In 2013, digital exclusion means fewer employment, educational, social and political opportunities, lack of access to confidential financial and health information, and a general inability to fully participate in all aspects of society. Digital inclusion is a civil right. Articles about the digital divide do a disservice to everyone when any factor contributing to this troubling schism is left out.

My letter to the Times is posted below, along with a reader comment and links to other resources on disability and the digital divide, including the Commerce Department Report.

Letter to the Editor of the New York Times (Published August 23, 2013)

[This letter can also be read on the New York Times Website]

Dear Editor:

Your otherwise excellent article about the digital divide (“Most of U.S. Is Wired, but Millions Aren’t Plugged In,” Business Day, Aug. 19) missed an opportunity to discuss the significant digital divide between people with disabilities and those not (yet) disabled.

The Commerce Department report on which your article was based recognized the impact of disability. It found that Internet use among those with a disability is only 48 percent compared with 76 percent for those with no disability. In every metric used in the report, people with disabilities lagged behind. Your reporters rightly covered the digital divide based on race, age, education, class and geography. Disability deserved to be covered as well.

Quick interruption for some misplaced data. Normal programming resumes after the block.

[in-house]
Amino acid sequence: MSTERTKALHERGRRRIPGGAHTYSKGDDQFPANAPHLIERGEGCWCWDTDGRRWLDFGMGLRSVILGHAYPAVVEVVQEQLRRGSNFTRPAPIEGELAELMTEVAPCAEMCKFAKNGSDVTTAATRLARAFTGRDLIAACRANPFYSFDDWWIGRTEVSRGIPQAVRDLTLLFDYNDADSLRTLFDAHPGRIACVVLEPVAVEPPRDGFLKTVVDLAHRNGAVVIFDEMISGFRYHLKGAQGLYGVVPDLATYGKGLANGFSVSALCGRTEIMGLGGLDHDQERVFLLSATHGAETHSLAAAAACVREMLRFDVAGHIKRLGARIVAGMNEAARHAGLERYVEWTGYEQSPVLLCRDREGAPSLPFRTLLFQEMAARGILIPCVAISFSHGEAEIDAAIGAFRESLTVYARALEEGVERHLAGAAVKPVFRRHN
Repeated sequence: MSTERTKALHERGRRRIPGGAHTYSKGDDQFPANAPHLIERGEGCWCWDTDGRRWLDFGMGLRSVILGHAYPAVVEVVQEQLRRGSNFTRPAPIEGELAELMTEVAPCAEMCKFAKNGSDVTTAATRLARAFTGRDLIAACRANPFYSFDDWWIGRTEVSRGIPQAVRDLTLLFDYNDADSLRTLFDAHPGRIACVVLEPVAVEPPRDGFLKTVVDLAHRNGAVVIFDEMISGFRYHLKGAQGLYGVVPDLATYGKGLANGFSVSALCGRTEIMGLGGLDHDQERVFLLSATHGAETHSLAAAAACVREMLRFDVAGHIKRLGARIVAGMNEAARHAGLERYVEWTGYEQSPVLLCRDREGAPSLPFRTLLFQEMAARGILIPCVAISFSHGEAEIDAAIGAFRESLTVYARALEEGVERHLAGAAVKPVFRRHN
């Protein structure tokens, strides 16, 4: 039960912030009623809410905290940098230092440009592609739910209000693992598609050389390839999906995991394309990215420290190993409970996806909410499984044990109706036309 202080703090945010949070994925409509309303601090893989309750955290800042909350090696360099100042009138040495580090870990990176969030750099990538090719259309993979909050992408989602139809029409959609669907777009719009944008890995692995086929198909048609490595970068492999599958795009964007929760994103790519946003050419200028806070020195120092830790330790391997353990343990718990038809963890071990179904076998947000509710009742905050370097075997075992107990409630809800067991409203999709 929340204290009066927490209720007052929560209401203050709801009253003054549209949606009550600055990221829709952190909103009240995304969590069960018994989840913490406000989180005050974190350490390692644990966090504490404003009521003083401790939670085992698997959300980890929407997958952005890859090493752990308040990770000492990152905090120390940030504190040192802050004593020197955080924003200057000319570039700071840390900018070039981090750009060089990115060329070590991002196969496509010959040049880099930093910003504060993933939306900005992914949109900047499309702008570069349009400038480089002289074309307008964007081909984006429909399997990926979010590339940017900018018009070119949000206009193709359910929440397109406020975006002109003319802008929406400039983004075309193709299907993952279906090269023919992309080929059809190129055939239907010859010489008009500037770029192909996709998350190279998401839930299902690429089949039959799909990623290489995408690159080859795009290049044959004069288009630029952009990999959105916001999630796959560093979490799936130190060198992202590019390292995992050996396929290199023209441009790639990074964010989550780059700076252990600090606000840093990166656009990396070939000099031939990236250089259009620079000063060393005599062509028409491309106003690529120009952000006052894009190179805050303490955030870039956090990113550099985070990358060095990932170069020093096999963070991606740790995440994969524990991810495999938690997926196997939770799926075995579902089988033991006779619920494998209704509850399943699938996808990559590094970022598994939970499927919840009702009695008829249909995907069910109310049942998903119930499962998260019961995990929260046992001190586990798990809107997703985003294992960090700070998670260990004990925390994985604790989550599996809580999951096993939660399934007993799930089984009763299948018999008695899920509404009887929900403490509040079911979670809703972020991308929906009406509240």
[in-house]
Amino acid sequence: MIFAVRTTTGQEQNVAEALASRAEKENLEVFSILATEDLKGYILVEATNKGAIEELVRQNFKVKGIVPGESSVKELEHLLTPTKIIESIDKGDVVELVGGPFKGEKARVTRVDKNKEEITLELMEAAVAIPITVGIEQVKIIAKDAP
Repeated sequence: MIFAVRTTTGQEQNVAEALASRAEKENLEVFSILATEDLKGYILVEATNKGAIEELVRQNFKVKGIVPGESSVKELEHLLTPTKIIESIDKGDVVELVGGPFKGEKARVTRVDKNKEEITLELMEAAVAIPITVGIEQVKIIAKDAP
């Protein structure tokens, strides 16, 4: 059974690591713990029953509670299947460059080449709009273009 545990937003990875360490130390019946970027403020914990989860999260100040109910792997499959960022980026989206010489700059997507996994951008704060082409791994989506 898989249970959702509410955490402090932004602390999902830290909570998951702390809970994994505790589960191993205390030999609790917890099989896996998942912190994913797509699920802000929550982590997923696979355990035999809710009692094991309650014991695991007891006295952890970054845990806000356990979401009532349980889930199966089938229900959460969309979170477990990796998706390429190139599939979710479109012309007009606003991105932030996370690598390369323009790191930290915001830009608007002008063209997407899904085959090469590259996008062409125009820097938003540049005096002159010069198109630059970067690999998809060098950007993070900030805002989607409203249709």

In my experience as a disability civil rights lawyer working with the blind community on technology and information access issues, the disability divide has two major components. First, disability cuts across and magnifies all other factors you mention.

Second, and equally important, there is a digital divide for people with disabilities because of a lack of accessible online content. Tim Berners Lee, the inventor of the World Wide Web, recognized that, saying

The power of the Web is in its universality. Access by everyone regardless of disability is an essential aspect. Tim Berners Lee

Lainey Feingold